Vital signs


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I have a NP who does SNF visits. She has her own provider number. She said that she does not have to have vital signs in order to
bill for her visits. Lately none of her visits have vitals and all notes read the same. The only thing that changes is the residents name and
their diagnosis. She lists no medication and in my opinion the visit is not billable, because she has no chief complaint and the resident is always in
no acute distress. Also her plan is the same on all, will continue current meds and continue to follow.

Am I wrong on saying that there is no medical necessity and that I can not bill for these visits when she says they are at least a 99307.
Please need opinions right away.



True Blue
Columbia, MO
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This has the sound of a cloned note. She has predicated a note and pastes it to every patient changing only he name and date. You should go read up on Medicares view of cloning. This is not a good thing to be doing and Medicare will not be pleased. In addition if this is true then it also means she has made the progress note before she even sees the patient. Again Medicate says you cannot create a chart note in advance of seeing the patient. Here is an excerpt from the Medicare FAQ section I found regarding cloning:
Documentation is considered cloned when each entry in the medical record for a patient is worded exactly alike or similar to the previous entries. Cloning also occurs when medical documentation is exactly the same from patient to patient. It would not be expected that every patient had the exact same problem, symptoms, and required the exact same treatment. Cloned documentation does not meet medical necessity requirements for coverage of services rendered due to the lack of specific, individual information. All documentation in the medical record must be specific to the patient and her/his situation at the time of the encounter. Cloning of documentation is considered a misrepresentation of the medical necessity requirement for coverage of services. Identification of this type of documentation will lead to denial of services for lack of medical necessity and recoupment of all overpayments.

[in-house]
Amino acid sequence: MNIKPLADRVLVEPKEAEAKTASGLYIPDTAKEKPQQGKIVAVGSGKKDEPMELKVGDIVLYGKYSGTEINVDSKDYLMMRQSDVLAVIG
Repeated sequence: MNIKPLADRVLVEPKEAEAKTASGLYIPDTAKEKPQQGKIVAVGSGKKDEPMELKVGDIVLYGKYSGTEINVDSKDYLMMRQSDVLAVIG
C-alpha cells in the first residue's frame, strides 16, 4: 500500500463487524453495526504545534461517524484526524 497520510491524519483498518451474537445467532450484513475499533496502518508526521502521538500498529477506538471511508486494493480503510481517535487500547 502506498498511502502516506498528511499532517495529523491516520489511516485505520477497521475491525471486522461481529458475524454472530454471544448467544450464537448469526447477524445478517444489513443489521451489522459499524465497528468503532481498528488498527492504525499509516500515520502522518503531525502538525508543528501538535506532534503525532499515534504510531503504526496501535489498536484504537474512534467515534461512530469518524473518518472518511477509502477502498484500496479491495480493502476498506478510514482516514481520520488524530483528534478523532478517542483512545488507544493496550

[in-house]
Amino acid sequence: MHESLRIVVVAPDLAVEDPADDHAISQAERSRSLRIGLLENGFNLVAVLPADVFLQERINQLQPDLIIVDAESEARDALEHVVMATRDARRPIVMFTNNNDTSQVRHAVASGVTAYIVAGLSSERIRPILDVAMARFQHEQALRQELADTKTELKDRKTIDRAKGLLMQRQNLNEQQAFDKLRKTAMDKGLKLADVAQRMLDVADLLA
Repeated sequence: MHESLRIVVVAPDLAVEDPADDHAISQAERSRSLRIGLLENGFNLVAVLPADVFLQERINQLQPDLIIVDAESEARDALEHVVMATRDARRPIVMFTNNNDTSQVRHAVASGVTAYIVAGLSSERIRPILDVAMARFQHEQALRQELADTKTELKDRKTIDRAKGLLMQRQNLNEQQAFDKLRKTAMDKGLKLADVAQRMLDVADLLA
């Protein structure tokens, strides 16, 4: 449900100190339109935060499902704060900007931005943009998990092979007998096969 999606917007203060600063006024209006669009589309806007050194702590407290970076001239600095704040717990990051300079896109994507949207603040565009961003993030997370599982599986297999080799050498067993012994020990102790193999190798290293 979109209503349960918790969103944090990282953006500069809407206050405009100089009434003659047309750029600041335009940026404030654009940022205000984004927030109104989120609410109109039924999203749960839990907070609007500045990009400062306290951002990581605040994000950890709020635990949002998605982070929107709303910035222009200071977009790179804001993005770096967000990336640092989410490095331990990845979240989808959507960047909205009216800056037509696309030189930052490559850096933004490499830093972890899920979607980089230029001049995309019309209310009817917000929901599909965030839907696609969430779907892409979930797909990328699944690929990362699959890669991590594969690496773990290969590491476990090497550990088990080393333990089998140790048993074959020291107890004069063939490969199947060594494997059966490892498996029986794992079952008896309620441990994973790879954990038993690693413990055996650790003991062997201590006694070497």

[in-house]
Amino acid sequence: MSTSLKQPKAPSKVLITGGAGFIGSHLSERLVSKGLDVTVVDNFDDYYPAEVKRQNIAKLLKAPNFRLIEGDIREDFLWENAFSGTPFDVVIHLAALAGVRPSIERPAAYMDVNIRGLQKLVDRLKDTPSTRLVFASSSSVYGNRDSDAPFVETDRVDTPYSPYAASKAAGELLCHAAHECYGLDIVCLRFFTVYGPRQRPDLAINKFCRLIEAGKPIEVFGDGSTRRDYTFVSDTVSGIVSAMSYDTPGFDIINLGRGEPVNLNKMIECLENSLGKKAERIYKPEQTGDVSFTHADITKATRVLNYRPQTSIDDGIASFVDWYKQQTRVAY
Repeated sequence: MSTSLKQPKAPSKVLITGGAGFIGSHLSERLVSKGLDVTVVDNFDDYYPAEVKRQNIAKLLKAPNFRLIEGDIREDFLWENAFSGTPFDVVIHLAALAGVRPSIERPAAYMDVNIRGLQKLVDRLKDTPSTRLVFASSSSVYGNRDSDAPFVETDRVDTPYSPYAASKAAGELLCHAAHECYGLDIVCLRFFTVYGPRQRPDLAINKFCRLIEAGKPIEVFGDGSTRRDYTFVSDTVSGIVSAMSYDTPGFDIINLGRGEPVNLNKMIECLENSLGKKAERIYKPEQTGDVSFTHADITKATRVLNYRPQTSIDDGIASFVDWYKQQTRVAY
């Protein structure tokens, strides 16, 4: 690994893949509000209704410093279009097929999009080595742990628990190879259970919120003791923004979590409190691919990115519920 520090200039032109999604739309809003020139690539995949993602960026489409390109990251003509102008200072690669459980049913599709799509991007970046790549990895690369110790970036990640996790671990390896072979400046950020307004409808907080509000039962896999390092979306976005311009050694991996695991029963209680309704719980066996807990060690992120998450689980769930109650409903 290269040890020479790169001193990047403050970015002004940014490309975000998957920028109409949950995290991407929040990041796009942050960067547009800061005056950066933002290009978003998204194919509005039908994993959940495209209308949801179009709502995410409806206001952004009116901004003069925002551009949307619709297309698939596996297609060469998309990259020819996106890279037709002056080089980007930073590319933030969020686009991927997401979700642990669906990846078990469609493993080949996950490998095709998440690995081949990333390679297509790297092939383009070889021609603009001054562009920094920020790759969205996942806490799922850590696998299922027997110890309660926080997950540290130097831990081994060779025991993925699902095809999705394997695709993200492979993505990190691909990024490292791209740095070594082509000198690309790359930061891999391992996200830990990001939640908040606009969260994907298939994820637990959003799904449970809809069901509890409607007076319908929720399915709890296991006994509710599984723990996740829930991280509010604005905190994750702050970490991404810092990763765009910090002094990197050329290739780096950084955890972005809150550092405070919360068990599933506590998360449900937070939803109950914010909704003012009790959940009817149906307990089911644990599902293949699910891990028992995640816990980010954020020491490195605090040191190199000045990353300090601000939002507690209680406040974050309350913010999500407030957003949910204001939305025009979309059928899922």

True Blue
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Vital signs are not required to bill for the visit - that is just one element of the exam. But otherwise I agree with your assessment and with Debra's post. A chief complaint is required for all E&M codes, the documentation must support the medical necessity of the visit, and cloned notes will put the charges at risk in an audit. A little documentation coaching would probably take care of this. 99307 is low level charge that should be easy to support and needs very little documentation to meet the minimum requirements. At the very least, the provider needs to add a chief complaint that says why the patient is being seen - it could be as simple as 'monthly f/u for CHF' - and some basic elements history and exam that are specific to that patient and not cloned from another note.